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August 15, 2014

Hi Dr. Trachte,

This is Justin Walker, and just for simplicity’s sake, I am

the soccer player that graduated last year with the NCAA

postgrad scholarship. I am writing to you in regards to my

first couple of weeks of medical school, and the profound

impact that it has had on my respect for the education I

received at Lycoming College.

While I never doubted my education at Lycoming - I know

I learned a great deal - I always wondered how it compared

to other science programs around the nation. My friends

at other universities would regularly discuss how much

detail their professors expected them to know, and I always

wondered if the big name status of their respective universities was proportional

to the amount they were learning. I have now been in medical school at Penn State

Hershey - a very reputable medical school - for about a month, and I have learned

that what Lycoming’s biology department does for its students qualifies it for elite

status around the nation.

I am involved in a small study group with four other students: one went to

Messiah, one to Allegheny College, one to Johns Hopkins, and one to Yale. While

they are all very intelligent individuals, the material that we are covering at this time

is beyond the scope of their undergraduate education. We are discussing biology in

molecular details they have never encountered before, and many of the terms they

have never even heard. I am currently teaching those sessions based entirely off of

prior knowledge that I gained in Lycoming’s biology courses. I have explained the

style of our courses to Lexy, the individual that went to Yale, and she sat in awe and

said “I wish our classes were run like that.” Specifically, I described Dr. Morrison’s

class style - with late night review sessions that were entirely of her own altruism,

clinical connections of material we learned in lecture, and depth at which we

were expected to know material. My very first lecture at medical school was a cell

biology lecture, a course that I took at Lycoming. There was not a single concept

that was unfamiliar to me; I had encountered it all. For many, and likely the majority

of my fellow classmates, this was not the case.

I would be doing a disservice if I didn’t also comment on both Dr. Newman and

Dr. McDonald’s biochemistry course, and the anatomy course offered at Lycoming.

The cadaver anatomy course that I took has set me apart from other students thus

far, and my friends are literally envious of the opportunity I had to learn on a human


I will also add, in short, that the humanities courses I was required to take at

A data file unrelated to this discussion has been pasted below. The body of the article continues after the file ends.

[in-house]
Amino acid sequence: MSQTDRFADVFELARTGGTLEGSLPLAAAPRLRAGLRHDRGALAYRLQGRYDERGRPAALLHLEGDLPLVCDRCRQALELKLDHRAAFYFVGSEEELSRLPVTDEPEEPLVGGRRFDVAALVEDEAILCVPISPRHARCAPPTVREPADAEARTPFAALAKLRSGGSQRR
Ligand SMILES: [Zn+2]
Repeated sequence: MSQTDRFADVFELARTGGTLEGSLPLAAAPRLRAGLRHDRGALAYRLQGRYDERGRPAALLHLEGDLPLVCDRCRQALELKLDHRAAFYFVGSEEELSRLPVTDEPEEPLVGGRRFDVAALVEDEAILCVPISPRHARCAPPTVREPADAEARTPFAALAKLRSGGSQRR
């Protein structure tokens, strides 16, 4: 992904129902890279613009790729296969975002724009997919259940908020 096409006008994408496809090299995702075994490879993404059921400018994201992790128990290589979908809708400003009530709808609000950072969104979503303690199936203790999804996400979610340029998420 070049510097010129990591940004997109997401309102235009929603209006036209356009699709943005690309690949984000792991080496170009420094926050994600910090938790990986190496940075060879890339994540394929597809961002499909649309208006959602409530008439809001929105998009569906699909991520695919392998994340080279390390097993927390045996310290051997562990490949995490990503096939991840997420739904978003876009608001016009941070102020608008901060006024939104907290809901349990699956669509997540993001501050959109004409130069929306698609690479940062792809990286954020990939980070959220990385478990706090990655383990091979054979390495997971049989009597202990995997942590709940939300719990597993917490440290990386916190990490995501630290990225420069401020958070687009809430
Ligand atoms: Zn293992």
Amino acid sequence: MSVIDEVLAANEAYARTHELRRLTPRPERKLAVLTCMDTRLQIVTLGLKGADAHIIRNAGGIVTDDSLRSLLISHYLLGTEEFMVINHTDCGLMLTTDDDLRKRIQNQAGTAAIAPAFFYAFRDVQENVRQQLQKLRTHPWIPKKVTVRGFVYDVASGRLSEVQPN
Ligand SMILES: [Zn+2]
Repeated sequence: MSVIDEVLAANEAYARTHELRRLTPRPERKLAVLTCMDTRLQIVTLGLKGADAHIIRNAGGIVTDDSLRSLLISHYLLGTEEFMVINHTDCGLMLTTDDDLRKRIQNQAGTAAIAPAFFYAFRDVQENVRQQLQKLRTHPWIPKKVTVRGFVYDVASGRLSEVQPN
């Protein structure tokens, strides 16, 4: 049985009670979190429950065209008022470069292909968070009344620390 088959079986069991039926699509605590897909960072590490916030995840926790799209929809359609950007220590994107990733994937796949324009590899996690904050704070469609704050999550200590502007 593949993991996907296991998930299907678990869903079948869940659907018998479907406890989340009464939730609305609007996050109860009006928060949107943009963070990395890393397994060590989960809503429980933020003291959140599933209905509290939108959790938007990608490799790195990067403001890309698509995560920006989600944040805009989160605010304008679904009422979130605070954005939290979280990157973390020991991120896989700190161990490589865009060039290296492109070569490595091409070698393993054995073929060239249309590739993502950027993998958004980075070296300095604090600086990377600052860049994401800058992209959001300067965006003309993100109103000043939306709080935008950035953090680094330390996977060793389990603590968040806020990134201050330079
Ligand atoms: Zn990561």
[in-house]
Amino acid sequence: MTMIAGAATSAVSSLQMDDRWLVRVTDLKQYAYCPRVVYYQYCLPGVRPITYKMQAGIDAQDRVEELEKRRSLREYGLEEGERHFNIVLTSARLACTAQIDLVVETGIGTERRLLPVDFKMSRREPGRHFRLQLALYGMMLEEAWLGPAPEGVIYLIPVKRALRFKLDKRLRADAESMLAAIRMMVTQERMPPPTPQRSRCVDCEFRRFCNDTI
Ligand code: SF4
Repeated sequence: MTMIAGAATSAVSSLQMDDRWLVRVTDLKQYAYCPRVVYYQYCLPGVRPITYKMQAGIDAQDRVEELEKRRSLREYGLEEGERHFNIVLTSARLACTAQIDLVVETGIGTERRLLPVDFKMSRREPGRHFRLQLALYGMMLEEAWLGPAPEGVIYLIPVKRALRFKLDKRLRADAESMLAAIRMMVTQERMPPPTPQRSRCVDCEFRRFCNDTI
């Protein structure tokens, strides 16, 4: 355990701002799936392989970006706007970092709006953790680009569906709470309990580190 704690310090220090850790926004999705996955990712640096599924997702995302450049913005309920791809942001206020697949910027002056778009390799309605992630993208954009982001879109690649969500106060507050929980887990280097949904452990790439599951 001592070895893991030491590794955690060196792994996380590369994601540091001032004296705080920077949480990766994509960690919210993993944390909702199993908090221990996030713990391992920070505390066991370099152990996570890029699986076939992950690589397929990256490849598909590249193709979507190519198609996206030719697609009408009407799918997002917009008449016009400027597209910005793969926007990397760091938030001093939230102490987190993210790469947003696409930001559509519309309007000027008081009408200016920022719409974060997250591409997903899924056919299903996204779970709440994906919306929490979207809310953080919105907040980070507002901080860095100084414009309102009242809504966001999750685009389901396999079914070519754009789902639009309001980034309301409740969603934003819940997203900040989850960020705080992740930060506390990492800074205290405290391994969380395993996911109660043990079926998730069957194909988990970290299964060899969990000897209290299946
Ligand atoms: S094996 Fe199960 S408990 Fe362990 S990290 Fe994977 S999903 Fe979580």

Lycoming have also contributed to my success at medical school. Penn State

Hershey has a department of humanities that is integrated with the medical

education. While it is not as strenuous of a course, my ability to think critically

and ask relevant questions has been improved by the courses I took at Lycoming,

specifically those that were offered by Dr. Whelan in the philosophy department.

In summary, I want you to know how much respect I have for Lycoming College,

and how proud I am to have graduated from that institution. The foundation it has

laid for me as an individual and as a student has been invaluable to my first weeks

of medical school, and will certainly continue to facilitate my growth both as a

student and as a future physician. You commented to me that your future vision

for Lycoming College was to have it in the top 75 someday. Based on my current

experiences, I believe that Forbes and Princeton Review do Lycoming a huge

injustice, even in their current rankings.

Thank you, and good luck with the upcoming school year!


Justin Walker

Penn State University College of Medicine Class of 2018

Richard Hughes’ 10th book, “Genes,

Destiny, and the Cain Complex,” has been

published in Russia. Mikhail Melnikov,

the translator, is a clinical psychologist

who collected Hughes’ papers for this

book to promote Szondi studies in the

Russian Federation.

The book contains

13 chapters of essays

Hughes previously

published, with a

new introduction and

university lectures.

The lectures include

“The Symbolism

of the Bridge”

and “Moral Destiny and Relational

Cosmology.” Special attention is devoted to

epilepsy and the sharing of its equivalents

across the generations of the family.

The chapters refer to the life and work of

Leopold Szondi (1893-1986), a Hungarian-

born Swiss psychiatrist, who produced a

magisterial system of psychiatry known

as the “Analysis of Destiny,” under the

conditions of war, revolution, and the

Holocaust, which remains untranslated.

The book was translated by Mikhail

Melnikov and Maria Fomel and published

by Ergo Publishing Company in Izhevsk,